Biotechs could try to stop a condensate from forming or, alternatively, speed up its creation. They might design a medicine to infiltrate the droplet. In their Nature paper, Dewpoint scientists described using drugs to stop a protein from entering a condensate, or forcing it out.
One example is an RNA-binding protein called TDP-43 that, when mutated, causes condensates to harden and is associated with ALS. Dewpoint is developing an ALS drug that’s meant to change the composition of condensates to release the protein.
Another company in the field, Aquinnah Pharmaceuticals, is developing drugs that affect the presence of “stress granules,” a type of condensate the body creates to repair damage but that can become sticky and harmful in neurodegenerative diseases like ALS. It’s zeroing in on stress granules related to TDP-43 as well as other targets, according to CEO Glenn Larsen.
Additionally, as condensates contain so many different molecules, affecting them as a whole could be useful in treating complex conditions, like heart disease or cancer, that can involve many factors. But that hasn’t been proven.
Which companies are working on biomolecular condensates?
With Faze’s closure, there are at least four biotech startups still developing drugs aimed at condensates.
Dewpoint officially launched in January 2019 based on the work of Anthony Hyman, the head of the team of Max Planck researchers that discovered condensates. It’s since raised $287 million in three funding rounds and struck partnerships with Bayer, Merck & Co., Pfizer and biotech Volastra Therapeutics. The company is led by Ameet Nathwani, a former Sanofi and Novartis executive.
Nereid Therapeutics debuted in November 2020 with $50 million in funding from investment firm ATP. Nereid was spun out of the research of Clifford Brangwynne, a former post-doctoral fellow in Hyman’s lab and also a pioneer in the field. (Brangwynne is now a Howard Hughes Medical Institute investigator at Princeton University.)
Transition Bio was seeded that November as well and followed up earlier this year with a $50 million Series A round. The company’s founding research comes from Harvard University professor David Weitz and University of Cambridge professor Tuomas Knowles, who developed a way to study the properties of condensates and design drugs to target them. The startup is run by Greg Miller, who previously worked at Visterra, Concert Pharmaceuticals and Genzyme.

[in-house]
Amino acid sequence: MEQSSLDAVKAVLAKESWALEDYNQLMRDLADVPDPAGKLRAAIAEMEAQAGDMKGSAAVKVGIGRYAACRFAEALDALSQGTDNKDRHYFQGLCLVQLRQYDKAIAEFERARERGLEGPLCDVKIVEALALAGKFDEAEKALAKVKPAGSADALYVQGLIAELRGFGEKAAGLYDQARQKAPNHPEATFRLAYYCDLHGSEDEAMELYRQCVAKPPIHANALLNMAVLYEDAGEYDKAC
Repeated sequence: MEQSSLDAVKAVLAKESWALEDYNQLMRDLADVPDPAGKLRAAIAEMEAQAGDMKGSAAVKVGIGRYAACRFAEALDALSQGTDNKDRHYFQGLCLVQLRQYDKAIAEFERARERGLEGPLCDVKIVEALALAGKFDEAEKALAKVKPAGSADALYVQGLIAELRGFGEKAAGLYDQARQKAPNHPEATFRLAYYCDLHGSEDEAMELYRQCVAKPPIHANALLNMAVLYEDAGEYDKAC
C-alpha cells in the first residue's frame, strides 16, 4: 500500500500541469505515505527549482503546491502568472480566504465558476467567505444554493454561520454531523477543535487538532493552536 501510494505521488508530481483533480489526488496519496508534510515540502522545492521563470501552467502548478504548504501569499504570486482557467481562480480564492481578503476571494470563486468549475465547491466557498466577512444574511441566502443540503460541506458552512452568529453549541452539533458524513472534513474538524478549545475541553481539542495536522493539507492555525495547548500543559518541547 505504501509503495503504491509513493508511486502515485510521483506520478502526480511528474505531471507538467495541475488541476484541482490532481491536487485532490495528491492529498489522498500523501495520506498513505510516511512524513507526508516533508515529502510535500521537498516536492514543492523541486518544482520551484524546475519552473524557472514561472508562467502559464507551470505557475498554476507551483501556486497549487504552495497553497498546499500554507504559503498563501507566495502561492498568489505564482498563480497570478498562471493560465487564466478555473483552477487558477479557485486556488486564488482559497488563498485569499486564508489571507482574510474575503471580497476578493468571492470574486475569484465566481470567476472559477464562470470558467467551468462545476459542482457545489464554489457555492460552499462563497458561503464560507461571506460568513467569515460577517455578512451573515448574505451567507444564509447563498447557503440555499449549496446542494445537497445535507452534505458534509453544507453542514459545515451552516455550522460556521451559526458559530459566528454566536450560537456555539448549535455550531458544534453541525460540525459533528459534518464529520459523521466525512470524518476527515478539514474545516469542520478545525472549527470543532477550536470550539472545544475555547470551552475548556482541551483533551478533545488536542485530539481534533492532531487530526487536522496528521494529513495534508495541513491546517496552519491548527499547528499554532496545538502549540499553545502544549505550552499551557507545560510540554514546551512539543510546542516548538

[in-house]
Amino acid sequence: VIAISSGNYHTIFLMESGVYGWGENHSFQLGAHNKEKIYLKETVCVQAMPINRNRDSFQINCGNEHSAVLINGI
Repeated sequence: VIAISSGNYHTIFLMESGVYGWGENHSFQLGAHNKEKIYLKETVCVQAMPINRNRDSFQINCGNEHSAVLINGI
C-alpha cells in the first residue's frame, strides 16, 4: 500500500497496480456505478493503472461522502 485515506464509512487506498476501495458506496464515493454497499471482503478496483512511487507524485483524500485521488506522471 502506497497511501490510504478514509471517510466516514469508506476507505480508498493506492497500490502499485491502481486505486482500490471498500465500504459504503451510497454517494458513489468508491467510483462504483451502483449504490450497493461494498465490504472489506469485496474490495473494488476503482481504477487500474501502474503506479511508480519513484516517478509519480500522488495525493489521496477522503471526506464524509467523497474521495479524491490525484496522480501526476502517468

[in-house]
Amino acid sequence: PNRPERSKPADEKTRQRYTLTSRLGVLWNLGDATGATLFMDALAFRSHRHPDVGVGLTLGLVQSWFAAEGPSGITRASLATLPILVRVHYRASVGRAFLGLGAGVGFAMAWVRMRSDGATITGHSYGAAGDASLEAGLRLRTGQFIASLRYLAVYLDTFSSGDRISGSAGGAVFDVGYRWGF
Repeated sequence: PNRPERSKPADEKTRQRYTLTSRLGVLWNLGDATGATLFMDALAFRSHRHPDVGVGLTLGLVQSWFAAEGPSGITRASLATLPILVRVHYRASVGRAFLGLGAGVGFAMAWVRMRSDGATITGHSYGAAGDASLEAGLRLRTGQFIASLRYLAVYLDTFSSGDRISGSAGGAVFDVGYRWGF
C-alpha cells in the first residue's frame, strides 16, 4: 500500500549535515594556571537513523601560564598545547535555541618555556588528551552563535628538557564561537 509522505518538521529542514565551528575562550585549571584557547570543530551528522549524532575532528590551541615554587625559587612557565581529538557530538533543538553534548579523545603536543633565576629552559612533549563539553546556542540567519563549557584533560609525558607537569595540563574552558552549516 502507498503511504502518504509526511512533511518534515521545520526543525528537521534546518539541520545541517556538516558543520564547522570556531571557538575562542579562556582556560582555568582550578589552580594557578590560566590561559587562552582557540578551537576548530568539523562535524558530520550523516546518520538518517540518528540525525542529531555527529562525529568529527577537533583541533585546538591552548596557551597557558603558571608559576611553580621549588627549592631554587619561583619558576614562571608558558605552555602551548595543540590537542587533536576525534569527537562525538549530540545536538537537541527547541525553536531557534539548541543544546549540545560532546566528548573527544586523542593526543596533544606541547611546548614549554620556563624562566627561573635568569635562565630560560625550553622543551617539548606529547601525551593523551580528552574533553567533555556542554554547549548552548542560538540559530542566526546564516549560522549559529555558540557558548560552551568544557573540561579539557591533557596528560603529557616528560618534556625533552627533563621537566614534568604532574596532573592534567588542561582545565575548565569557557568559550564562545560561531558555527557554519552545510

Aquinnah has existed longer than the others, forming in 2014 around research from Ben Wolozin, a neuropharmacologist at the Boston University School of Medicine. The company has publicly disclosed just over $15 million in investments from Pfizer, AbbVie and Takeda. In February, it inked a collaboration with Roche.
Faze was backed by Third Rock and the venture arms of Novartis, Eli Lilly and AbbVie.
Select companies researching biomolecular condensates
|Company||Top investors||Total funding|
|Dewpoint Therapeutics||Polaris Partners, Bayer, Softbank Vision Fund, General Catalyst, ARCH Venture Partners||$287M|
|Faze Medicines*||Third Rock Ventures, Novartis, AbbVie, Eli Lilly||$81M|
|Transition Bio||Northpond Ventures, Taiho Ventures, Bristol Myers Squibb, Lifeforce Capital||$50M|
|Aquinnah Pharmaceuticals||Pfizer, AbbVie, Takeda||$15M|
*Faze closed in early November. SOURCE: Company press releases
What is the status of the technology?
As condensates are a young field of drug research, the work remains in early stages. Some companies are still building the technologies they’ll eventually use to make drugs, while others have made their development intentions clearer.
Dewpoint appears the furthest along. The company claimed to have over 20 pipeline programs when it closed a Series C round in February, and has said it intends to get into human testing by the end of 2023. Among those prospects are treatments for ALS, an HIV drug being developed with Merck and a treatment for a neuromuscular disorder known as myotonic dystrophy type 1 that it’s working on with Pfizer.
The company is also researching with Bayer possible drugs for diseases of the heart and lungs.
Aquinnah has three programs in preclinical testing and could begin human testing in two to three years, according to CEO Larsen.
Nereid has said it plans to develop drugs for neurodegenerative diseases and certain cancers, but hasn’t disclosed any specific programs. Neither has Transition.
Before it closed, Faze was studying the role of condensates in ALS, cancer and myotonic dystrophy.